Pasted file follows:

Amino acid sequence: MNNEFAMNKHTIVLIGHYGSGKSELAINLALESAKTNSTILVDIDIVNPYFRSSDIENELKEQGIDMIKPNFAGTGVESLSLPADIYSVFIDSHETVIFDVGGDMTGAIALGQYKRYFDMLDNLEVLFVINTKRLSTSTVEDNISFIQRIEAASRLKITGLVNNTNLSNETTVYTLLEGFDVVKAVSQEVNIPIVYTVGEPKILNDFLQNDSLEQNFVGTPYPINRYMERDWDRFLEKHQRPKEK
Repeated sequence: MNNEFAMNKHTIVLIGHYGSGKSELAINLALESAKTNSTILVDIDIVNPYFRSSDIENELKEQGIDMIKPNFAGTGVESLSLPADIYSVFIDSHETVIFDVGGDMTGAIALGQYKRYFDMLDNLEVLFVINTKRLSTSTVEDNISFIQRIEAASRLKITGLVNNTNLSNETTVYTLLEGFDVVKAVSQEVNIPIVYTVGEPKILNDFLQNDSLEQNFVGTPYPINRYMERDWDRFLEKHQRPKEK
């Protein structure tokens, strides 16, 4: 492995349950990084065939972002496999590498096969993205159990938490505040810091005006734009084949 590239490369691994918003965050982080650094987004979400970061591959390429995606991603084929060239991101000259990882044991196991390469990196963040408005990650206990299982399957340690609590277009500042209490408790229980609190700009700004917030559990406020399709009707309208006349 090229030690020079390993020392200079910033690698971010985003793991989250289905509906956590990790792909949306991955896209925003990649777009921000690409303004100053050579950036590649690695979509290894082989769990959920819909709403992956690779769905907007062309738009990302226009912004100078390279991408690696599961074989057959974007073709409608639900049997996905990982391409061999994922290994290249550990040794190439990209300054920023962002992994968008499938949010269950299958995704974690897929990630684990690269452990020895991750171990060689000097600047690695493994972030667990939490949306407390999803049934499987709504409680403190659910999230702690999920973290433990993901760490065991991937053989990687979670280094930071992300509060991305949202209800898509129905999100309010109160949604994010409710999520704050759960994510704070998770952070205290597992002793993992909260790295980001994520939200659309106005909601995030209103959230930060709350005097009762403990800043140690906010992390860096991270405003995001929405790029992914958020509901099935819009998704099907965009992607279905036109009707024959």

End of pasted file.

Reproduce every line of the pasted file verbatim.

Amino acid sequence: MNNEFAMNKHTIVLIGHYGSGKSELAINLALESAKTNSTILVDIDIVNPYFRSSDIENELKEQGIDMIKPNFAGTGVESLSLPADIYSVFIDSHETVIFDVGGDMTGAIALGQYKRYFDMLDNLEVLFVINTKRLSTSTVEDNISFIQRIEAASRLKITGLVNNTNLSNETTVYTLLEGFDVVKAVSQEVNIPIVYTVGEPKILNDFLQNDSLEQNFVGTPYPINRYMERDWDRFLEKHQRPKEK
Repeated sequence: MNNEFAMNKHTIVLIGHYGSGKSELAINLALESAKTNSTILVDIDIVNPYFRSSDIENELKEQGIDMIKPNFAGTGVESLSLPADIYSVFIDSHETVIFDVGGDMTGAIALGQYKRYFDMLDNLEVLFVINTKRLSTSTVEDNISFIQRIEAASRLKITGLVNNTNLSNETTVYTLLEGFDVVKAVSQEVNIPIVYTVGEPKILNDFLQNDSLEQNFVGTPYPINRYMERDWDRFLEKHQRPKEK
């Protein structure tokens, strides 16, 4: 492995349950990084065939972002496999590498096969993205159990938490505040810091005006734009084949 590239490369691994918003965050982080650094987004979400970061591959390429995606991603084929060239991101000259990882044991196991390469990196963040408005990650206990299982399957340690609590277009500042209490408790229980609190700009700004917030559990406020399709009707309208006349 090229030690020079390993020392200079910033690698971010985003793991989250289905509906956590990790792909949306991955896209925003990649777009921000690409303004100053050579950036590649690695979509290894082989769990959920819909709403992956690779769905907007062309738009990302226009912004100078390279991408690696599961074989057959974007073709409608639900049997996905990982391409061999994922290994290249550990040794190439990209300054920023962002992994968008499938949010269950299958995704974690897929990630684990690269452990020895991750171990060689000097600047690695493994972030667990939490949306407390999803049934499987709504409680403190659910999230702690999920973290433990993901760490065991991937053989990687979670280094930071992300509060991305949202209800898509129905999100309010109160949604994010409710999520704050759960994510704070998770952070205290597992002793993992909260790295980001994520939200659309106005909601995030209103959230930060709350005097009762403990800043140690906010992390860096991270405003995001929405790029992914958020509901099935819009998704099907965009992607279905036109009707024959």